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December 1963

Electrical Recordings From Isolated Mammalian Retina Mounted as a Membrane

Author Affiliations

From the Department of Biological Chemistry, Harvard Medical School and the Neurosurgical Service, Massachusetts General Hospital.

Arch Ophthalmol. 1963;70(6):837-841. doi:10.1001/archopht.1963.00960050839020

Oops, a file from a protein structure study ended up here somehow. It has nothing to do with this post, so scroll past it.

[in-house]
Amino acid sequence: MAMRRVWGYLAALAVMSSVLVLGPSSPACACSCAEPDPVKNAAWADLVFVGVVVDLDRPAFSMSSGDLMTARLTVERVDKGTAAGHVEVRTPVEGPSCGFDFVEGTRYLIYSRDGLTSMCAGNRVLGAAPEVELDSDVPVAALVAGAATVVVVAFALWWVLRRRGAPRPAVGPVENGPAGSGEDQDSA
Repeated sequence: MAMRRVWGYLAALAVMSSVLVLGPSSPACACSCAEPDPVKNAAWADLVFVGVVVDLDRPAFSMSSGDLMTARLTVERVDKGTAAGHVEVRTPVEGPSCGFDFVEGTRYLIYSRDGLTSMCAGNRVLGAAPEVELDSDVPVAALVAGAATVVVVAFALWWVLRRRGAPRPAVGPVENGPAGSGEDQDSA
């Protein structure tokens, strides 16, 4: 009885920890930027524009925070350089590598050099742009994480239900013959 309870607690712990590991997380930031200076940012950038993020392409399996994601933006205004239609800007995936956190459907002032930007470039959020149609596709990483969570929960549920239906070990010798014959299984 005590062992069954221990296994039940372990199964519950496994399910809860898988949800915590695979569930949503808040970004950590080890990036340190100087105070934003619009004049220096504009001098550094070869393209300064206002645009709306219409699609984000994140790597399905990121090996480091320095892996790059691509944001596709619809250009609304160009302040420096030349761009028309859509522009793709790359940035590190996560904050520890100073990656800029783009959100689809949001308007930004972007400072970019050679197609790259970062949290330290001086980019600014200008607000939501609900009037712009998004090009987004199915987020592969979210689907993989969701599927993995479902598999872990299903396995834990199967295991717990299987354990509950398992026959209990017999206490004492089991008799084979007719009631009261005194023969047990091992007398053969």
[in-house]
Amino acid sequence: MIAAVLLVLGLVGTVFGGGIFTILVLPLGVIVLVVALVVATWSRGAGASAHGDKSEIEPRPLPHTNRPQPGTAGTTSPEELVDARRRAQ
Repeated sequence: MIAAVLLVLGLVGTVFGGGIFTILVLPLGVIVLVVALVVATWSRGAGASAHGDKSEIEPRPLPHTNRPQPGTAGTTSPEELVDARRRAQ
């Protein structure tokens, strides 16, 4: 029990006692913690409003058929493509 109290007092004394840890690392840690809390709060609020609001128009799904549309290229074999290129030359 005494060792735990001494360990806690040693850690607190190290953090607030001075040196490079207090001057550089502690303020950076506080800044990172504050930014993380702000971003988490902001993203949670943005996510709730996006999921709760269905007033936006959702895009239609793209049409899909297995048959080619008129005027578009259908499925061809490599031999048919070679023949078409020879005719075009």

Introduction  The retina is a versatile experimental tissue as it incorporates three phenomena of fundamental biological interest: (1) photoreception; (2) transduction, with remarkable amplification, of the photochemical event into a neural event; (3) neural processing of the information thus received—involving such fundamental mechanisms as inhibitory and excitatory cross connections, spontaneous activity and rhythmic activity. Investigation of the mechanisms underlying these various phenomena is greatly facilitated if they can be studied in vitro. This permits the investigator to define precisely and to modify experimentally the milieu of the tissue. It makes it possible to observe the tissue (electrically, chemically, and spectrophotometrically) while it is functioning and to remove it at any instant for chemical and morphological examination.It is remarkable that a tissue of such great biological interest as the retina is almost uniquely suited to isolation and maintenance in the in vitro state. It exists naturally as an extremely thin

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